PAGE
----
Picturing trash and water together may be unpleasant, even gross, but some trash, or “waste” as it is called in the industry, can be turned into water-efficient material.
How, you ask?
It starts with organic waste. More commonly known as food scraps, grass clippings and tree branches, organic waste makes up about 30 percent of the material that households send off to landfills every year.
A waste of perfectly good water-retaining material, if you ask us. By routing this waste to composting facilities, it becomes a healthy, nutrient-rich soil that can be used for planting and growing healthy, water-efficient landscapes.
In 2015, a team of environmentally minded employees, known as the Green Team, participated in a process-improvement event to improve Denver Water’s waste diversion rate. Using audit data from 2014, they determined that one-third of our waste could be composted instead of riding off into the landfill sunset.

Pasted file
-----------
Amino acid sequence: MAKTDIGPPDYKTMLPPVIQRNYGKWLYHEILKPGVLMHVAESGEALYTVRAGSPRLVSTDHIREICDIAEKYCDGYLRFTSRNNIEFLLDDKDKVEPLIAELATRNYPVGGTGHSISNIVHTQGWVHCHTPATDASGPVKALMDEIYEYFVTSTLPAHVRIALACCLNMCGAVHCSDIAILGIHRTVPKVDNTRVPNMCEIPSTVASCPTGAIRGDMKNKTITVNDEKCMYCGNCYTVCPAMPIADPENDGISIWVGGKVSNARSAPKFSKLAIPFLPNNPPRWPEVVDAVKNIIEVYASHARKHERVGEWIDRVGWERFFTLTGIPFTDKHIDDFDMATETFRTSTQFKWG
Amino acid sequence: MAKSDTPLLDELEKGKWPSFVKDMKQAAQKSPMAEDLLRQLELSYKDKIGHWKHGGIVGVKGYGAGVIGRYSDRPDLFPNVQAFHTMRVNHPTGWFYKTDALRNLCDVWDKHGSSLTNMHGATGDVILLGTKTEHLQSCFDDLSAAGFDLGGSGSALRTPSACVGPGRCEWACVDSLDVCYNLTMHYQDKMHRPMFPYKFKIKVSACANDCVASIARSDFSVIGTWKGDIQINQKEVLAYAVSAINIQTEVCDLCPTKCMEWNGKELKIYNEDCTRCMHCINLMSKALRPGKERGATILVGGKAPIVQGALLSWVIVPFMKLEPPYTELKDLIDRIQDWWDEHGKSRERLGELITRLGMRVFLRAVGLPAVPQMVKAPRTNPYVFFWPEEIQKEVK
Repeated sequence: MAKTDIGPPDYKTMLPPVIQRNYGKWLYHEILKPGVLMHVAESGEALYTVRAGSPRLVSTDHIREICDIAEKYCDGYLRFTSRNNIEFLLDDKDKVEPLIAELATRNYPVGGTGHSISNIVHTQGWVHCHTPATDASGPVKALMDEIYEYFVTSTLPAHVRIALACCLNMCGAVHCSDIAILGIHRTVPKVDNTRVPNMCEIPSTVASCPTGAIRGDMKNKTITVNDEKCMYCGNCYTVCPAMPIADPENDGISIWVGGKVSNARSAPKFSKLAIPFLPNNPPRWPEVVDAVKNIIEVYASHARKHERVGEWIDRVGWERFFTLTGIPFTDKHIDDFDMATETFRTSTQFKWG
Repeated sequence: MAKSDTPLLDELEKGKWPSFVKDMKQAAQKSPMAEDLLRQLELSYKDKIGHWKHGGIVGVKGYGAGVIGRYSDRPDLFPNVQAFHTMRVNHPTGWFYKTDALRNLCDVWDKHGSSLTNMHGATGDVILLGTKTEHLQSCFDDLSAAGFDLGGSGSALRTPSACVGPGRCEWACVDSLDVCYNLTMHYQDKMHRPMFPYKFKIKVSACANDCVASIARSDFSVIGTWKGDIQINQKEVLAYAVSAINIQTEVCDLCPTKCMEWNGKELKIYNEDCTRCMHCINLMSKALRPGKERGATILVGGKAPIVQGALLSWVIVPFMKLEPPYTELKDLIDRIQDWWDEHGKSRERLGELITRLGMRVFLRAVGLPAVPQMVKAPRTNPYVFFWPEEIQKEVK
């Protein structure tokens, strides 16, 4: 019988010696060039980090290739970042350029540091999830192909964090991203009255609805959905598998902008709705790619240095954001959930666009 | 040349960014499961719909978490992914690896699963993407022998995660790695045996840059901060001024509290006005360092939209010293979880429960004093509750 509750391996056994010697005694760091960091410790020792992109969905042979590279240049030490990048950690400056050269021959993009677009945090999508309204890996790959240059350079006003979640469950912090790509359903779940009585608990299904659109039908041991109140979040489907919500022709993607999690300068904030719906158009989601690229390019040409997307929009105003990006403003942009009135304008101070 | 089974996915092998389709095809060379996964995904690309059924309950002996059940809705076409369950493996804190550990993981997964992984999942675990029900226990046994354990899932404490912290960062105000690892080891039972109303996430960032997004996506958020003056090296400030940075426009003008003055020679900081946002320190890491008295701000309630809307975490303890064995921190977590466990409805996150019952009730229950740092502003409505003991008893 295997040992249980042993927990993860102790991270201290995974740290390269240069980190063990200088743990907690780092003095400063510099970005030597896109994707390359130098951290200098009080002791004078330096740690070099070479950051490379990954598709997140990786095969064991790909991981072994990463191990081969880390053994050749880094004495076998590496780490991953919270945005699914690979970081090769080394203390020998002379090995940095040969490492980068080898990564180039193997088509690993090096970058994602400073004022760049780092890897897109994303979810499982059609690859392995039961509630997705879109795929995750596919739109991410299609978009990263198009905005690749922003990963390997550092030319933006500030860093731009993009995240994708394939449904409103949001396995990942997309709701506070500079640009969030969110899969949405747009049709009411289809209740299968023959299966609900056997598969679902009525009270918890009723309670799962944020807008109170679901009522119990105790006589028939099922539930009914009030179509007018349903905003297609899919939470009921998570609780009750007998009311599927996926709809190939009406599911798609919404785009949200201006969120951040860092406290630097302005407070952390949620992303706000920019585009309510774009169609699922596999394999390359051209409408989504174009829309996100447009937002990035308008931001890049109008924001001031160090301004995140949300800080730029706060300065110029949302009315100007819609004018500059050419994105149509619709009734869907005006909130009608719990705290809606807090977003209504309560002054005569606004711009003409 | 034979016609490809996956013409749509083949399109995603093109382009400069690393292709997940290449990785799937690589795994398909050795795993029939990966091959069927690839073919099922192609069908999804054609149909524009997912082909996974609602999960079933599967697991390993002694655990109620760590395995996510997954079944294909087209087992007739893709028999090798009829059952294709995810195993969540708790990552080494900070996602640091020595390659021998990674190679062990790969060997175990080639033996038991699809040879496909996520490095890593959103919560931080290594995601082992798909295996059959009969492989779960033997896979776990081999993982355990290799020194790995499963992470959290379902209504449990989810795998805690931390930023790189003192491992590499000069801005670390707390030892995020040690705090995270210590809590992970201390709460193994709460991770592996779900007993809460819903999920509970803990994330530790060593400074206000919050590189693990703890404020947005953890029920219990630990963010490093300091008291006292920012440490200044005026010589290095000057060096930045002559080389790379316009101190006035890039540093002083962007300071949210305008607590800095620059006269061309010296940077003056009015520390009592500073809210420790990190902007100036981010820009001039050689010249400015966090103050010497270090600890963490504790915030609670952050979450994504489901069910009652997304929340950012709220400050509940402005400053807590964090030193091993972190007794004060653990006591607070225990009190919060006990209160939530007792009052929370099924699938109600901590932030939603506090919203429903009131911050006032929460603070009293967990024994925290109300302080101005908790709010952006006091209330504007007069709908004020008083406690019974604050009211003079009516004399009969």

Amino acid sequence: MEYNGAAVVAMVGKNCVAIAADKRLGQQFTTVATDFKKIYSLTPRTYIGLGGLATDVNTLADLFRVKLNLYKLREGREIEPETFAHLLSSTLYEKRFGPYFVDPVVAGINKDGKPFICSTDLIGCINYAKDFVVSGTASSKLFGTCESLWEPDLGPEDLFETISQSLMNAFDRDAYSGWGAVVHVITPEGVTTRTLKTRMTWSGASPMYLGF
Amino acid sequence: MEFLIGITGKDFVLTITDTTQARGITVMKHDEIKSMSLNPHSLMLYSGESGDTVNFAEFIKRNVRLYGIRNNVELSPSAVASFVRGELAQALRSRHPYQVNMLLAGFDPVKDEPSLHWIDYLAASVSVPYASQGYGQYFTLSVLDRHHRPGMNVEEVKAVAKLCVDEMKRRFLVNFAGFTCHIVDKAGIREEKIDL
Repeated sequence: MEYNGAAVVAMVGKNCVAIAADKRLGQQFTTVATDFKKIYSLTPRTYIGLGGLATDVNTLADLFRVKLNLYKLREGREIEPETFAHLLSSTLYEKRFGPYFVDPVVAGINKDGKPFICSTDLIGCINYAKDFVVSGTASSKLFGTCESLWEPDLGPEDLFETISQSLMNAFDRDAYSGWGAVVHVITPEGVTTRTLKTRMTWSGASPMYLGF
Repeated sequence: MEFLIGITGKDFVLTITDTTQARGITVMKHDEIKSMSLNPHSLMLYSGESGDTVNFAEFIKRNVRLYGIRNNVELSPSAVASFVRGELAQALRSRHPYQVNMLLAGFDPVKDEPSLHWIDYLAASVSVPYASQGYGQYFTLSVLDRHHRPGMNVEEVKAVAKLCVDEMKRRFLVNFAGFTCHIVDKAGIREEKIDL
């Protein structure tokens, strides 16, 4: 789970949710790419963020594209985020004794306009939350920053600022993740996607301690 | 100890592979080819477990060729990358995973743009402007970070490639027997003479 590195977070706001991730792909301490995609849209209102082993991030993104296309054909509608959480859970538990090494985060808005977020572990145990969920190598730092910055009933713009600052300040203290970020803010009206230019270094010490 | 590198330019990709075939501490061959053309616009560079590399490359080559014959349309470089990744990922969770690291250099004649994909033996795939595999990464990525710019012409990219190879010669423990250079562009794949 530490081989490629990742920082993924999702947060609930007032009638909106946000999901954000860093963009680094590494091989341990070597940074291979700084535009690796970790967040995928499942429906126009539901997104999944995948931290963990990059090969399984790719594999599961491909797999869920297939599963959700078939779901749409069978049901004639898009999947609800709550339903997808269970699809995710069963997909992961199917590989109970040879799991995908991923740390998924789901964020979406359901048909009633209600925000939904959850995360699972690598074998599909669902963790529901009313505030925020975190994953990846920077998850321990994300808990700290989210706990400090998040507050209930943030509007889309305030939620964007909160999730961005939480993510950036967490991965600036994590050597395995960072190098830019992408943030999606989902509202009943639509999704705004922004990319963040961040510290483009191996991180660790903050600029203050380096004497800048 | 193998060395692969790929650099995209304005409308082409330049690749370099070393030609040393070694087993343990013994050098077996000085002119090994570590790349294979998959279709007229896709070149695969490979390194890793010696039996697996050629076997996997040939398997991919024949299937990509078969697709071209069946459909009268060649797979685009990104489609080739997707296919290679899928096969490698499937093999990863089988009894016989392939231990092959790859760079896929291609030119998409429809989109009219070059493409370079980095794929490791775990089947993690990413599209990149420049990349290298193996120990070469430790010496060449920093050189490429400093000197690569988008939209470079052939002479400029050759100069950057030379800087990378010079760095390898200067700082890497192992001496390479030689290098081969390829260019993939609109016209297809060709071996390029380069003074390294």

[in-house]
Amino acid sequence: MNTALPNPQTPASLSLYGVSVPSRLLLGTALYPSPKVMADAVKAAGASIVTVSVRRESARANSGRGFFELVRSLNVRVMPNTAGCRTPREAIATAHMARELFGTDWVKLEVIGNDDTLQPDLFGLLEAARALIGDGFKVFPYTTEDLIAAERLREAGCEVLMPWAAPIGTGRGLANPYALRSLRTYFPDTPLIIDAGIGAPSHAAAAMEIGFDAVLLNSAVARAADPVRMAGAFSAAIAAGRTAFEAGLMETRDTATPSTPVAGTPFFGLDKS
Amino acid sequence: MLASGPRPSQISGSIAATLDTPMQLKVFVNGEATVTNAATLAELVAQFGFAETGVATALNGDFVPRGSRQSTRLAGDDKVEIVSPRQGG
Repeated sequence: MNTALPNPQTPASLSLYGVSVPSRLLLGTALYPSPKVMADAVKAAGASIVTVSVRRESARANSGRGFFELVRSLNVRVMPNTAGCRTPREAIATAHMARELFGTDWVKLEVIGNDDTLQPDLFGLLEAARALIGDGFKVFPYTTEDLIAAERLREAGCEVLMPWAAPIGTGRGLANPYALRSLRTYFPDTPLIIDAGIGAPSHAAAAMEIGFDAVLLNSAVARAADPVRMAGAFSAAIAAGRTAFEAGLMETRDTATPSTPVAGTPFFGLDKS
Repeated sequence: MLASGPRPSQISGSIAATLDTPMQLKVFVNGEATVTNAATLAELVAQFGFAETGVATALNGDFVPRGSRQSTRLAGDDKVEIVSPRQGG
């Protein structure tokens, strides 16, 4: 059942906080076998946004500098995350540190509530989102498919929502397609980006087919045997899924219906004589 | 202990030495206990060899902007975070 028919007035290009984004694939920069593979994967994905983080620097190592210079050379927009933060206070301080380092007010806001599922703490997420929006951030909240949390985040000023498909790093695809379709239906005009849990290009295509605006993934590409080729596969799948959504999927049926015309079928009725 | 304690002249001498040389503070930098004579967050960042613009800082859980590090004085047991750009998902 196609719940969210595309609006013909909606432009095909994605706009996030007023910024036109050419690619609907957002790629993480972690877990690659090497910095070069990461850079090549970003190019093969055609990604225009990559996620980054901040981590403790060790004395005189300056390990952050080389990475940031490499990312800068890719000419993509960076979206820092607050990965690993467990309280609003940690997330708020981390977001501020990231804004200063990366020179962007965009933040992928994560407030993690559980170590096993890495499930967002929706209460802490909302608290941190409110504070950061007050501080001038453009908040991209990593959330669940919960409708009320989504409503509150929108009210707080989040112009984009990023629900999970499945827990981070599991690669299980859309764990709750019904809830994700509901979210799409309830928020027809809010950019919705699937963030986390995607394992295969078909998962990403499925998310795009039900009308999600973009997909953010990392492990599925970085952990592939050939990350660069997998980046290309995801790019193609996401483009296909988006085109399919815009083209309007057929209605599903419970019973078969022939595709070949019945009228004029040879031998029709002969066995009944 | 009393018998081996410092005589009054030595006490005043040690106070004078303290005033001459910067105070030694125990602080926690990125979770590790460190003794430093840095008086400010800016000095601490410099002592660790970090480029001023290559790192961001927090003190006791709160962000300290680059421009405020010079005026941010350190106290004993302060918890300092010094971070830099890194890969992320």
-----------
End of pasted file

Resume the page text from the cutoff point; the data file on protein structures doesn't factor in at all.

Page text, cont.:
Beginning in 2016, the Green Team distributed compost bins throughout the Denver Water administration building. At year’s end, 19,653 pounds of material was sent for composting — the equivalent to two full-sized elephants!
Building off those positive results, Denver Water created a Sustainability Program in 2016 that examines every aspect of Denver Water operations and measures impacts on the environment.
“Recycling and composting are key to creating a clean and safe environment, which benefits wildlife and fish, as well as the people who recreate in our waterways,” said Andrea Doukakis, Sustainability Program assistant.
Denver Water is exploring environmentally friendly technology in treatment plants, throughout the operations complex and by using low-speed hydropower turbines to generate electricity. Each effort is focused on reducing, reusing or repurposing materials to responsibly operate the entire Denver Water system.